Financial considerations and a belief that Chinese jet engine makers are behind the Russian technical curve will likely motivate Russia to permit transfers of additional jet engines over the next 2-3 years despite the significant risk AVIC will reverse engineer key portions, if not the entire powerplant. Meanwhile, Ukrainian engineers are already readily available, and their Russian counterparts may become increasingly so as Russia moves its aviation contractor headquarters from prime city real estate near aging engineers’ apartments to Zhukovsky Airfield, which lies 45 km from downtown Moscow and is a long commute even under the best of circumstances given the capital’s congested roads.

Future Directions

The last two years have yielded a growing body of evidence that China is enjoying significant success in simultaneously managing multiple advanced aircraft programs. At present, no other nation can—or does—allocate so many personnel and financial resources so rapidly toward achieving national strategic goals.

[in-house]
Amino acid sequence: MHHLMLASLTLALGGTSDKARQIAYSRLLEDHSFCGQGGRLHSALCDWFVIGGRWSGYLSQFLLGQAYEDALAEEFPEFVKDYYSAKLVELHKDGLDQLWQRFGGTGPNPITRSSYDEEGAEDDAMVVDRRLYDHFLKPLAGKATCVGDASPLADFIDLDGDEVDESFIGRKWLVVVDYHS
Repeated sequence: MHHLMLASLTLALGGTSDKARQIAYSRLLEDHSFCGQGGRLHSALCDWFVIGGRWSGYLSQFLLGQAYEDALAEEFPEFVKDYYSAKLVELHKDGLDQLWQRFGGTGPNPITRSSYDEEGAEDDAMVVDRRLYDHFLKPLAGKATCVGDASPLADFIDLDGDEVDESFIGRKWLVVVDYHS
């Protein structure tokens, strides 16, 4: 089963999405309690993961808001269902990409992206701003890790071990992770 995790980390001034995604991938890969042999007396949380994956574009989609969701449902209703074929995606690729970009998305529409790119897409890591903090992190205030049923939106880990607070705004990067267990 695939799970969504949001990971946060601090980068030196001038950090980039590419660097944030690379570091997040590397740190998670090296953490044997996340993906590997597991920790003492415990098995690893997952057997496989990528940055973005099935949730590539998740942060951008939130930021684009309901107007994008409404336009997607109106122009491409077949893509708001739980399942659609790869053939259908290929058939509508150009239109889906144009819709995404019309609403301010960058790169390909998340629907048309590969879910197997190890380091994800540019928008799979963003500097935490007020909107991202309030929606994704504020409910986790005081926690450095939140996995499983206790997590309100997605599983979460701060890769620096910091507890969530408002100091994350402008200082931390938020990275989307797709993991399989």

That said, the Chinese aerospace sector also has a number of key weaknesses that will be exposed if continuing budget increases fail to yield commensurate technical breakthroughs in critical unproven areas, including aeroengines, electronics and avionics.

So far, by exploiting open source study, commercial joint ventures with tech transfer and industrial espionage, China has been able to leapfrog and save costs and time as it closes its technical gap with advanced aerospace power such as the U.S., Russia and certain European countries.